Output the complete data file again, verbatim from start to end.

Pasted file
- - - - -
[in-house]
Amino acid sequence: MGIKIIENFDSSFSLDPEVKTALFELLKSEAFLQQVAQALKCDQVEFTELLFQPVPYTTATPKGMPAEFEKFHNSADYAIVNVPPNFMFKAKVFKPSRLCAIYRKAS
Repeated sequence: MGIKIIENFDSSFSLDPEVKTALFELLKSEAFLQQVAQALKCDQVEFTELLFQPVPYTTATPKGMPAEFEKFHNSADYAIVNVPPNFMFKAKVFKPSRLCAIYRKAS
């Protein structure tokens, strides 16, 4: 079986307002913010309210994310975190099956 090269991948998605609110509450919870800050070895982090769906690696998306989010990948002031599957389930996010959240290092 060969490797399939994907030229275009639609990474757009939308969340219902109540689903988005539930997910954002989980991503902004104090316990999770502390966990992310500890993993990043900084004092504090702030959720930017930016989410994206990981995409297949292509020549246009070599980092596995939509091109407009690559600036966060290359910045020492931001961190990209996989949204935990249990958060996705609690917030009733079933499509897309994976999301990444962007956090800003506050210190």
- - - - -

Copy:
[in-house]
Amino acid sequence: MGIKIIENFDSSFSLDPEVKTALFELLKSEAFLQQVAQALKCDQVEFTELLFQPVPYTTATPKGMPAEFEKFHNSADYAIVNVPPNFMFKAKVFKPSRLCAIYRKAS
Repeated sequence: MGIKIIENFDSSFSLDPEVKTALFELLKSEAFLQQVAQALKCDQVEFTELLFQPVPYTTATPKGMPAEFEKFHNSADYAIVNVPPNFMFKAKVFKPSRLCAIYRKAS
């Protein structure tokens, strides 16, 4: 079986307002913010309210994310975190099956 090269991948998605609110509450919870800050070895982090769906690696998306989010990948002031599957389930996010959240290092 060969490797399939994907030229275009639609990474757009939308969340219902109540689903988005539930997910954002989980991503902004104090316990999770502390966990992310500890993993990043900084004092504090702030959720930017930016989410994206990981995409297949292509020549246009070599980092596995939509091109407009690559600036966060290359910045020492931001961190990209996989949204935990249990958060996705609690917030009733079933499509897309994976999301990444962007956090800003506050210190």